As Ian Fieggen says on his popular shoe lacing site, there are more than two trillion ways to lace your average shoe. Ian picked out some of the more logical variations out of that pool of possibility and did a great job of illustrating 33 of them on his site (seriously, this guy really loves shoe laces).
Here are a few lacing methods that might be a good fit for your shoes or boots.
This style of lacing is good for both hiking and biking because it puts the knot away to the side and outside of the shoe where it’s less likely to get snagged on brush or bike cranks and gears. Ian shows a few variations that you can use depending on if you’re focusing more of your time hiking or biking.
Ladder lacing is popular with paratroopers and ceremonial guards though it’s also a good choice for hikers who like their boots cranking tight. Ladder lacing boots are actually a little harder to tighten than other styles, but once you get them tight they stay that way longer due to the overlapping lacing. If you have military or combat boots now and aren’t using ladder lacing, you might want to try it out.
Riding boot lacing is great for both motorcycle and equestrian boots. It’s designed to tie in the middle of the laces with the lacing starting at both the top and bottom of the boot.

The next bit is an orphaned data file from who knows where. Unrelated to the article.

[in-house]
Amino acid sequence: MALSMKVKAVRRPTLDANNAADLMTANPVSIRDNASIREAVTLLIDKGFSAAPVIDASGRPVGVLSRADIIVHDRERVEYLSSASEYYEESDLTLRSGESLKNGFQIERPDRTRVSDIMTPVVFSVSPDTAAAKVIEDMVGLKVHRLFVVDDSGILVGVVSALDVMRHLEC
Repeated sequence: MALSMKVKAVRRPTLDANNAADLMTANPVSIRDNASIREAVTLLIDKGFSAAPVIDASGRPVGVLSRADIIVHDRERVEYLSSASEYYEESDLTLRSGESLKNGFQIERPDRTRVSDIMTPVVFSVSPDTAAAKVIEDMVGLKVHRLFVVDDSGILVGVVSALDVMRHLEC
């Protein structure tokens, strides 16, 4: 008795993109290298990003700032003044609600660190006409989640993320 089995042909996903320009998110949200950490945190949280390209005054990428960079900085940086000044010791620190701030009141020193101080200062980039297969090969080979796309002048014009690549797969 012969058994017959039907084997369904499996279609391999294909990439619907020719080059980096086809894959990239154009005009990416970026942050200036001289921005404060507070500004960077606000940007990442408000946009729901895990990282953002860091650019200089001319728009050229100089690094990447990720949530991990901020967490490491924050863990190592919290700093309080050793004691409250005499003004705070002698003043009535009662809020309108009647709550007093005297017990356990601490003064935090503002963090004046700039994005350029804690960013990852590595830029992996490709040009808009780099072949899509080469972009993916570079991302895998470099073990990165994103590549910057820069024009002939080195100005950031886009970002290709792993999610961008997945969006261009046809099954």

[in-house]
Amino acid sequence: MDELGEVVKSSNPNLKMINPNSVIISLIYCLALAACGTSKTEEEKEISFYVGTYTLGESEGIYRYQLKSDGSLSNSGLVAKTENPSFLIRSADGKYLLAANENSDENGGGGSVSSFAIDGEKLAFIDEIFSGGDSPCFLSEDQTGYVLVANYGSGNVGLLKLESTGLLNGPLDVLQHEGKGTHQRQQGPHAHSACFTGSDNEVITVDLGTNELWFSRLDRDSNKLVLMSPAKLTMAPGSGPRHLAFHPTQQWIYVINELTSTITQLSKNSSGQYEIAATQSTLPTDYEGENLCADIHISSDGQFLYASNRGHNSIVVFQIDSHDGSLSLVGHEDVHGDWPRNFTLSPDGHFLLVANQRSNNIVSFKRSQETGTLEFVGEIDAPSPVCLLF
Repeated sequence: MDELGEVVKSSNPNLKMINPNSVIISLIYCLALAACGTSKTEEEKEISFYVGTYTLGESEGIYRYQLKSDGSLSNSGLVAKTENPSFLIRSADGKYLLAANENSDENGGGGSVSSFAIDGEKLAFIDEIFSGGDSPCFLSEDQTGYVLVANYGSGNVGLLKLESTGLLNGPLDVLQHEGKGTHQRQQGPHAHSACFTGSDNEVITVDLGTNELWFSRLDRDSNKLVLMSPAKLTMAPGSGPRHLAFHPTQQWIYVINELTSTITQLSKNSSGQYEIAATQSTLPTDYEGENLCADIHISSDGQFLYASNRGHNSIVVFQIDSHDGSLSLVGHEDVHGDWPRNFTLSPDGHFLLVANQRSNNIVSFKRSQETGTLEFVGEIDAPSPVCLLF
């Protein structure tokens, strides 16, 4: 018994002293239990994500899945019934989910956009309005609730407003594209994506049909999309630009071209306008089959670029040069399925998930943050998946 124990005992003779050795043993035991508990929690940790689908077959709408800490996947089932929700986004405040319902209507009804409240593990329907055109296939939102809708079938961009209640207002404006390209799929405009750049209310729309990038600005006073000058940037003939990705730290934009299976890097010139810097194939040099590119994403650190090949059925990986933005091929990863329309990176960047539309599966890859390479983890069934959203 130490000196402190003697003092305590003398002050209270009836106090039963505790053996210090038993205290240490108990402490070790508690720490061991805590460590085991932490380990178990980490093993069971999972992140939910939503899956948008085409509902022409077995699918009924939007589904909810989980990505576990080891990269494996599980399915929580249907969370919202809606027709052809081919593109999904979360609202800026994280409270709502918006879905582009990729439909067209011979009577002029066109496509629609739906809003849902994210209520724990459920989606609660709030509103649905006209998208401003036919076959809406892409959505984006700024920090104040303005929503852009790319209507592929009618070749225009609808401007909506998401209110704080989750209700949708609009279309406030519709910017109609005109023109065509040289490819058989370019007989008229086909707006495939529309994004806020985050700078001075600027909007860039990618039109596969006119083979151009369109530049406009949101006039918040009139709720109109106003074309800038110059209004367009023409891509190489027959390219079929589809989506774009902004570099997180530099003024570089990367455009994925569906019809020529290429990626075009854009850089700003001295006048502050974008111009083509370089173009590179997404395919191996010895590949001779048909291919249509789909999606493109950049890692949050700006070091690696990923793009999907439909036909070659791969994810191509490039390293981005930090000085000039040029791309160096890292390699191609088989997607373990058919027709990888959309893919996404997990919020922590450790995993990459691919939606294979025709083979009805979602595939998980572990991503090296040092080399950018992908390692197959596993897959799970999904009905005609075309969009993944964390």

Hidden knot lacing is a great lace for both dress shoes and sneakers and creates a unique straight lace look. I remember when I was in elementary school and seeing a kid walking around with his shoes laced up with hidden knot laces and thinking it was the coolest thing I had ever seen.
Serious practitioners of the art of the footbag, aka hacky sack, swear by the footbag lacing style. This method leaves the bottom of the lacing open in order to give the hacky sacker better control over the hacky sack.
Those are just a handful of the many lacing techniques found over at Ian’s website. Click over and find your own lacing style. While you’re there you might also enjoy Ian’s guide for bi-color lace lacing and ways to lace up boots with lugs instead of eyelets.
Thanks to Resole Americas own Carolyn for sending over a link to Ian’s great site, via Crookedbrains.net
Photo credit: mrenazmi/Flickr